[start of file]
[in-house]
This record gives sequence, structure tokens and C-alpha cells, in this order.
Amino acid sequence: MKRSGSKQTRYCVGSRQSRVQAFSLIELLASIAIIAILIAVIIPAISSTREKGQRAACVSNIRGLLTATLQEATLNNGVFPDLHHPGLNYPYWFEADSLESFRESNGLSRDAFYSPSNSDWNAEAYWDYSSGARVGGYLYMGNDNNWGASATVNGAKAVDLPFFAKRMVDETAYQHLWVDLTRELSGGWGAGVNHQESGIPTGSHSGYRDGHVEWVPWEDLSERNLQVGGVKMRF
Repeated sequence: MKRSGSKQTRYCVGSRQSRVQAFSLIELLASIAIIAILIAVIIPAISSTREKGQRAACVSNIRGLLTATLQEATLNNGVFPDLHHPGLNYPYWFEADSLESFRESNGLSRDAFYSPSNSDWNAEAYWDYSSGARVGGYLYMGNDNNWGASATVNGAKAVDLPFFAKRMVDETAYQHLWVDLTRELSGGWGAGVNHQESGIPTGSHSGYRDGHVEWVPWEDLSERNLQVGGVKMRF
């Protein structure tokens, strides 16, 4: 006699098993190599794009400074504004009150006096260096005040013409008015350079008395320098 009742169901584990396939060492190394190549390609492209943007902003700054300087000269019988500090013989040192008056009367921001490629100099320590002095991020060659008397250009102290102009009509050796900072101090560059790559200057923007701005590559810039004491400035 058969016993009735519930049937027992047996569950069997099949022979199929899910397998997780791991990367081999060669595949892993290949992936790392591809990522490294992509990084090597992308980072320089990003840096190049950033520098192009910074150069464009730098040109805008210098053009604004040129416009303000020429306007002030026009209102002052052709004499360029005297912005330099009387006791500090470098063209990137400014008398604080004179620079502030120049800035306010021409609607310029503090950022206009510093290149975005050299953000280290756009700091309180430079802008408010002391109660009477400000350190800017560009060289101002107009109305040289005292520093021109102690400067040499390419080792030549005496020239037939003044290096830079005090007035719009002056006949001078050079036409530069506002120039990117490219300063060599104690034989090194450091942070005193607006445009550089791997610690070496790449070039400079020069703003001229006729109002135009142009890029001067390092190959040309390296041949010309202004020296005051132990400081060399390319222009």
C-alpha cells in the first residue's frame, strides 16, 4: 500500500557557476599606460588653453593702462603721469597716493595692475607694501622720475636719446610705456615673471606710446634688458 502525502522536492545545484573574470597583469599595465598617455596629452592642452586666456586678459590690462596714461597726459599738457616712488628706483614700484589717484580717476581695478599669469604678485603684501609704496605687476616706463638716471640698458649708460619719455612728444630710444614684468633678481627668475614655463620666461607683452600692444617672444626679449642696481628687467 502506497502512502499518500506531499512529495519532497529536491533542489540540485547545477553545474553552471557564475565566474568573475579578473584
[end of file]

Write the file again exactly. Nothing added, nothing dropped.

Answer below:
[in-house]
This record gives sequence, structure tokens and C-alpha cells, in this order.
Amino acid sequence: MKRSGSKQTRYCVGSRQSRVQAFSLIELLASIAIIAILIAVIIPAISSTREKGQRAACVSNIRGLLTATLQEATLNNGVFPDLHHPGLNYPYWFEADSLESFRESNGLSRDAFYSPSNSDWNAEAYWDYSSGARVGGYLYMGNDNNWGASATVNGAKAVDLPFFAKRMVDETAYQHLWVDLTRELSGGWGAGVNHQESGIPTGSHSGYRDGHVEWVPWEDLSERNLQVGGVKMRF
Repeated sequence: MKRSGSKQTRYCVGSRQSRVQAFSLIELLASIAIIAILIAVIIPAISSTREKGQRAACVSNIRGLLTATLQEATLNNGVFPDLHHPGLNYPYWFEADSLESFRESNGLSRDAFYSPSNSDWNAEAYWDYSSGARVGGYLYMGNDNNWGASATVNGAKAVDLPFFAKRMVDETAYQHLWVDLTRELSGGWGAGVNHQESGIPTGSHSGYRDGHVEWVPWEDLSERNLQVGGVKMRF
């Protein structure tokens, strides 16, 4: 006699098993190599794009400074504004009150006096260096005040013409008015350079008395320098 009742169901584990396939060492190394190549390609492209943007902003700054300087000269019988500090013989040192008056009367921001490629100099320590002095991020060659008397250009102290102009009509050796900072101090560059790559200057923007701005590559810039004491400035 058969016993009735519930049937027992047996569950069997099949022979199929899910397998997780791991990367081999060669595949892993290949992936790392591809990522490294992509990084090597992308980072320089990003840096190049950033520098192009910074150069464009730098040109805008210098053009604004040129416009303000020429306007002030026009209102002052052709004499360029005297912005330099009387006791500090470098063209990137400014008398604080004179620079502030120049800035306010021409609607310029503090950022206009510093290149975005050299953000280290756009700091309180430079802008408010002391109660009477400000350190800017560009060289101002107009109305040289005292520093021109102690400067040499390419080792030549005496020239037939003044290096830079005090007035719009002056006949001078050079036409530069506002120039990117490219300063060599104690034989090194450091942070005193607006445009550089791997610690070496790449070039400079020069703003001229006729109002135009142009890029001067390092190959040309390296041949010309202004020296005051132990400081060399390319222009």
C-alpha cells in the first residue's frame, strides 16, 4: 500500500557557476599606460588653453593702462603721469597716493595692475607694501622720475636719446610705456615673471606710446634688458 502525502522536492545545484573574470597583469599595465598617455596629452592642452586666456586678459590690462596714461597726459599738457616712488628706483614700484589717484580717476581695478599669469604678485603684501609704496605687476616706463638716471640698458649708460619719455612728444630710444614684468633678481627668475614655463620666461607683452600692444617672444626679449642696481628687467 502506497502512502499518500506531499512529495519532497529536491533542489540540485547545477553545474553552471557564475565566474568573475579578473584